FORT COLLINS - Amid a swarm of criticism from residents, Fort Collins City Council members on Tuesday vowed to review and possibly change the city's policy on spraying for adult mosquitoes.
Councilman Ross Cunniff told the large audience packed into the council's chamber he has not seen evidence that spraying for mosquitoes is the "best response" for dealing with the risk of West Nile virus.
Cunniff urged the community to stay involved with the council, which he said is committed to doing what's best to protect the public's health.
"The more information we have, the better decision we will make," he said. "The stronger the engagement we have with the public, the better decision we will make."
More than 20 people addressed the council about mosquito spraying, with most opposed to the use of permethrin-based insecticide across the city. Some claimed the insecticide is a known carcinogen and should not be broadcast over such a large area.
Several carried yellow placards decorated with a black skull and crossbones symbol and the words, "No spray! Fort Collins."
Resident Rebecca Sorber said research done in Texas indicated mosquito populations increase after mass spraying. Other speakers said they most resented not being able to have a choice about being sprayed.
Jesse Eastman, owner of Fort Collins Nursery, said if he used chemicals in the same manner the city has, his business would be "fined, shut down or worse."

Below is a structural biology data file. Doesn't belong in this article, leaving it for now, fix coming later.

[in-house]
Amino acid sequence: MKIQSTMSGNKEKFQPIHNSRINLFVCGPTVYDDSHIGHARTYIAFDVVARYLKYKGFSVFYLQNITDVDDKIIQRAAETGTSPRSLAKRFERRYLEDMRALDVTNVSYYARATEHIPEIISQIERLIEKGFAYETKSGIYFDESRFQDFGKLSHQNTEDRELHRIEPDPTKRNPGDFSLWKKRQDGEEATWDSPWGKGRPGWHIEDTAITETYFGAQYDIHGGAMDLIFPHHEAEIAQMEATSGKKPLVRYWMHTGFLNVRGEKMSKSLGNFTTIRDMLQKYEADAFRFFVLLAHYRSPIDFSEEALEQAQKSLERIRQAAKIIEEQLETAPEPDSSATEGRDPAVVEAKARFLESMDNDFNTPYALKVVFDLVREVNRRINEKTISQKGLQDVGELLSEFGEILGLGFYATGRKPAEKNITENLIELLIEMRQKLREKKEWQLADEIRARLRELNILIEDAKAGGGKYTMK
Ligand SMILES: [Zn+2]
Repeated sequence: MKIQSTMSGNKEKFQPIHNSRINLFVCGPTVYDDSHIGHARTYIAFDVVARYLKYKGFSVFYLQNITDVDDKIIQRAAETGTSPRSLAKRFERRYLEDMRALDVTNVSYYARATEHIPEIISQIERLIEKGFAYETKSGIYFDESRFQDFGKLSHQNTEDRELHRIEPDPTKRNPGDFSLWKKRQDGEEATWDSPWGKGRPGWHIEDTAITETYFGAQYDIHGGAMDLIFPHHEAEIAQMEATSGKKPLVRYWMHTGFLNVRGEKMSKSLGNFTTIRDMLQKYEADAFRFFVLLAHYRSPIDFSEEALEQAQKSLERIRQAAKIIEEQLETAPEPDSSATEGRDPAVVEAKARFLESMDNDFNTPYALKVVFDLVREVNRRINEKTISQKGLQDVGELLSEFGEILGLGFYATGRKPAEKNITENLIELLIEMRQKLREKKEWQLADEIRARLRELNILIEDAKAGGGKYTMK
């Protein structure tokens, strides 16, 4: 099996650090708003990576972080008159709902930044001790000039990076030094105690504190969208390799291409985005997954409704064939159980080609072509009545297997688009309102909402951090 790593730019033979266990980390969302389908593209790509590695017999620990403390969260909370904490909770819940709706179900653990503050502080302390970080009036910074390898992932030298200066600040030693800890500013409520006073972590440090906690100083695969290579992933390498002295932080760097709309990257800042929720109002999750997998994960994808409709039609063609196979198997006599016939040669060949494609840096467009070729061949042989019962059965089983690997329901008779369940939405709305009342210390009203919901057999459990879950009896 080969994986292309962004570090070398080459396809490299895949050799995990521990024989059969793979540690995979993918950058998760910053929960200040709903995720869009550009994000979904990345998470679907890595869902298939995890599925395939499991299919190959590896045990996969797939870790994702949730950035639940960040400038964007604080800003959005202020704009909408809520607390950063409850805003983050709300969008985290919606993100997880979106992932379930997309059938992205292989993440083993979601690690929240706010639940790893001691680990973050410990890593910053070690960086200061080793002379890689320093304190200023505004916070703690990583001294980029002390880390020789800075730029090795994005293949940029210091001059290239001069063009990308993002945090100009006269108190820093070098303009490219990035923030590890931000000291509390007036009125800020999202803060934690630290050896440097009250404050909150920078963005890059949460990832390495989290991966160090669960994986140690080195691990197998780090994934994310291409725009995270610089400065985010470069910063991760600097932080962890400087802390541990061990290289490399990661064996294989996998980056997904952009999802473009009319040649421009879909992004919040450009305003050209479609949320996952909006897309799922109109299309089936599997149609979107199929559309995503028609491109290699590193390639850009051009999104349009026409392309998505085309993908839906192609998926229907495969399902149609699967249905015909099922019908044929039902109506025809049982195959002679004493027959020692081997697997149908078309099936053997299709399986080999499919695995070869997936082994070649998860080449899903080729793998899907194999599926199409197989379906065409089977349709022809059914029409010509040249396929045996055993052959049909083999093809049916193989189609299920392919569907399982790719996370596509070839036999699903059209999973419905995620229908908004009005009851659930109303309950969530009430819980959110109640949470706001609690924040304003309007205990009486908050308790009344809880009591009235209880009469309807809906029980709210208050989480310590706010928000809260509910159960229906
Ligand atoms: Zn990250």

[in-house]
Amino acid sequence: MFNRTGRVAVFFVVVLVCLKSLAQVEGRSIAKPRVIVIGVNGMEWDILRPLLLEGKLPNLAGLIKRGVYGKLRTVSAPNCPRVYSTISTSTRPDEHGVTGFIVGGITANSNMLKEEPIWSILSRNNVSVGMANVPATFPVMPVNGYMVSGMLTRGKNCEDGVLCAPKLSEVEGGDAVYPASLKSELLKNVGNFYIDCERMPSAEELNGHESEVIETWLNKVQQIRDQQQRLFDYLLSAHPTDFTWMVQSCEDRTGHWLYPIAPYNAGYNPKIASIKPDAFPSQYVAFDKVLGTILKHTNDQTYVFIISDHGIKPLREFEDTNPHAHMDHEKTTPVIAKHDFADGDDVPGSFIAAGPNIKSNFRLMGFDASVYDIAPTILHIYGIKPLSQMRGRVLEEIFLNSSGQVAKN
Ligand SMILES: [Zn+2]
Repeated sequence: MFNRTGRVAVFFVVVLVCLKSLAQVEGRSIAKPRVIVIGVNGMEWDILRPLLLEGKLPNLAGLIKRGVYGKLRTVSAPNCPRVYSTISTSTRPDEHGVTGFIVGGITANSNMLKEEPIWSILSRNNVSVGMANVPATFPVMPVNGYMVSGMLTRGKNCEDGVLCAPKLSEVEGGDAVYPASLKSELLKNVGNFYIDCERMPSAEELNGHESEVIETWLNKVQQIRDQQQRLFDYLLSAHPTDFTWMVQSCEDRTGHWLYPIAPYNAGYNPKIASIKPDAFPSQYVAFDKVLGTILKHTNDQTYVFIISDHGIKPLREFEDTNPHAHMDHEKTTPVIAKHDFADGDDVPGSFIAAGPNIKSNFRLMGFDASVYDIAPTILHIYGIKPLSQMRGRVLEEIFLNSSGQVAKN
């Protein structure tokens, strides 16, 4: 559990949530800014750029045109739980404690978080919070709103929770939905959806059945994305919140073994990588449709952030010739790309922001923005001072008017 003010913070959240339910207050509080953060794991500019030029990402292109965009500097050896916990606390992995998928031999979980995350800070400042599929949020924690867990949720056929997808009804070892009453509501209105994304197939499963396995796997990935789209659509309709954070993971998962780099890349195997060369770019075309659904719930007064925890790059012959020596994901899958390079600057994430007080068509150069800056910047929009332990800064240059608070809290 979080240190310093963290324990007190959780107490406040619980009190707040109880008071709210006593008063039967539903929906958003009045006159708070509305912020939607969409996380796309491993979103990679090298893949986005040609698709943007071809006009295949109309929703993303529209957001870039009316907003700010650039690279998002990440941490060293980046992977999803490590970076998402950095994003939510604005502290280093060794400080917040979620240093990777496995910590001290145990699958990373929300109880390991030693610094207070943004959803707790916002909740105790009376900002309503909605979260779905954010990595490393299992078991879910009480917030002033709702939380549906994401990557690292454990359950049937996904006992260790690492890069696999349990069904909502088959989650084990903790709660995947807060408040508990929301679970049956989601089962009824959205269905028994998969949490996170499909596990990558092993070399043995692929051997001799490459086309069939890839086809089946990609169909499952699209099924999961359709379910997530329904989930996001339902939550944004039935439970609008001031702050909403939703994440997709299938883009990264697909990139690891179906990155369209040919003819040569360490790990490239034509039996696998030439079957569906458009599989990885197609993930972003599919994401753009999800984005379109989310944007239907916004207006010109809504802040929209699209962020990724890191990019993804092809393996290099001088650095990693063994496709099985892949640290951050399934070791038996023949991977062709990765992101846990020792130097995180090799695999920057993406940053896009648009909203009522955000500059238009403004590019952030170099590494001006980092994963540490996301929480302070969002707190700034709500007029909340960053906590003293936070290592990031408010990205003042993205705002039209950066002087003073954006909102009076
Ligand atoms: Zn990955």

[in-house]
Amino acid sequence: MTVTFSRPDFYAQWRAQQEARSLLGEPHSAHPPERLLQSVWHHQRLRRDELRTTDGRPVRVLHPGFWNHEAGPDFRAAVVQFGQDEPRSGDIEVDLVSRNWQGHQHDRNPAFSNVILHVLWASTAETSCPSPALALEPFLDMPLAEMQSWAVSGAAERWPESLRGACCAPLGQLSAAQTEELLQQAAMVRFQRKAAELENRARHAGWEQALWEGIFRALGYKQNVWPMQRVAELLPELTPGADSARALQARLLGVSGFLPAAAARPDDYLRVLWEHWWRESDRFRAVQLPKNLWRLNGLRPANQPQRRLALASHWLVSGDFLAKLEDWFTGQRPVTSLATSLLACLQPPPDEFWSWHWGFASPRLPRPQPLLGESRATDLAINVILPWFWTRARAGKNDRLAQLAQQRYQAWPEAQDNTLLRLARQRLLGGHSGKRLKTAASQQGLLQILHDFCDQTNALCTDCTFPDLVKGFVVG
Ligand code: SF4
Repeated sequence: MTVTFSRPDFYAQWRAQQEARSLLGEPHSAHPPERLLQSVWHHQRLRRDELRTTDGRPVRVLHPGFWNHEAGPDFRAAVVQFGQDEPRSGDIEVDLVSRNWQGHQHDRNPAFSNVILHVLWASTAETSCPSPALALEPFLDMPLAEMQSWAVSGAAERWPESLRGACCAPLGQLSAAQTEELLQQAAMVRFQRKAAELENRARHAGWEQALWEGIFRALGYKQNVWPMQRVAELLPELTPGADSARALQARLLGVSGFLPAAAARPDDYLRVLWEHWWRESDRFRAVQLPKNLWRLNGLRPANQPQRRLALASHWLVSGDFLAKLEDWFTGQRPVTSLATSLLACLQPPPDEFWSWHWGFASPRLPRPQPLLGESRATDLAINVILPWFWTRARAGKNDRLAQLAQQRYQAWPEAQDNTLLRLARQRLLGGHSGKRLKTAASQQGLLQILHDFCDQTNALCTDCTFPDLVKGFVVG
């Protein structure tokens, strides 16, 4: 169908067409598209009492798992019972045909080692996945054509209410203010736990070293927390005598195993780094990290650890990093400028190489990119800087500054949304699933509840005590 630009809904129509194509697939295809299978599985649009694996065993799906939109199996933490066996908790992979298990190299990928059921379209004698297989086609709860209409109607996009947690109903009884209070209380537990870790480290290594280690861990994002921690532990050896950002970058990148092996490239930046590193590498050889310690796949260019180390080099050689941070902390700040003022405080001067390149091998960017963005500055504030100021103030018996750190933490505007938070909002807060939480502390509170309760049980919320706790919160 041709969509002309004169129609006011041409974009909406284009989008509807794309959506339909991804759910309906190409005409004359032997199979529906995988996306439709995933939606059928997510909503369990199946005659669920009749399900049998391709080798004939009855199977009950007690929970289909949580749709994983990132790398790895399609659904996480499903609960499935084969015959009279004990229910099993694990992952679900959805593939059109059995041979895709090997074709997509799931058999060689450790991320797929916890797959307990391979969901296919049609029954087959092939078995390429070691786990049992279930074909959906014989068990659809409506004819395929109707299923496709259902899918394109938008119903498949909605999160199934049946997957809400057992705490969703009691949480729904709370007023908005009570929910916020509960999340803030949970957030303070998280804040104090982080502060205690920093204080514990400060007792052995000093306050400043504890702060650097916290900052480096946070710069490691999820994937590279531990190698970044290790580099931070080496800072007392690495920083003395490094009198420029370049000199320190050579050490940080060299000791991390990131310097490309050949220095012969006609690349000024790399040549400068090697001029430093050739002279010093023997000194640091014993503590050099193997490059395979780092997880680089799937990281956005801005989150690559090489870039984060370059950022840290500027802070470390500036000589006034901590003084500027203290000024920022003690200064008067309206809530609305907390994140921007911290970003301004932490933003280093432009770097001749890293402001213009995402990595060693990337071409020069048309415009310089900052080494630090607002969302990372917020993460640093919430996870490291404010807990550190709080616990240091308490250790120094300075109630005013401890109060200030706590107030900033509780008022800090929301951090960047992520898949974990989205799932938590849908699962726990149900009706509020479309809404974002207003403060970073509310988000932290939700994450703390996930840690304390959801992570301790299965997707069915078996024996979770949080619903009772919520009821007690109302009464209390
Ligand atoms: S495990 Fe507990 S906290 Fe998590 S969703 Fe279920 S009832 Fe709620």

Eastman said the city should increase its education efforts on how residents can protect themselves and abandon spraying for adult mosquitoes.
"It unnecessarily puts every man, woman and child in this town at risk," he said. "It is a cowardly and lazy solution to a problem that can be effectively managed through improved public awareness and outreach."
City Manager Darin Atteberry said the decision to spray this year was based on city policy for responding to the risk for West Nile virus. Spraying began after the Larimer County health department made three recommendations to begin because of the growing threat to residents.
The city's response to the virus follows specific criteria and ramps up as conditions change, he said.
Spraying began last week, with the entire city sprayed during the course of two nights. Spraying continued on Monday and Tuesday in an effort to knock down the latest hatching of mosquitoes and break the cycle for the virus.
As of Monday, Larimer County had 30 cases of confirmed West Nile virus disease in people, according to the county health department. Of those, eight were suffering from a neuroinvasive form of the disease, which includes meningitis, encephalitis and paralysis.
This year's outbreak is the worst the city has seen since 2003, when dozens of people fell seriously ill and nine Larimer County residents died, officials say.
Former council member David Roy said residents understand the potential serious health dangers posed by the virus and sympathize with those who have fallen ill.
"That compassion should not be mistaken for a desire to be sprayed," he said.
The council is scheduled to have a work session on the spraying program in October. By then, officials are expected to have data showing the effectiveness of the city's West Nile mitigation efforts.
Written by: Kevin Duggan
(Copyright © 2013 Fort Collins Coloradoan, All Rights Reserved)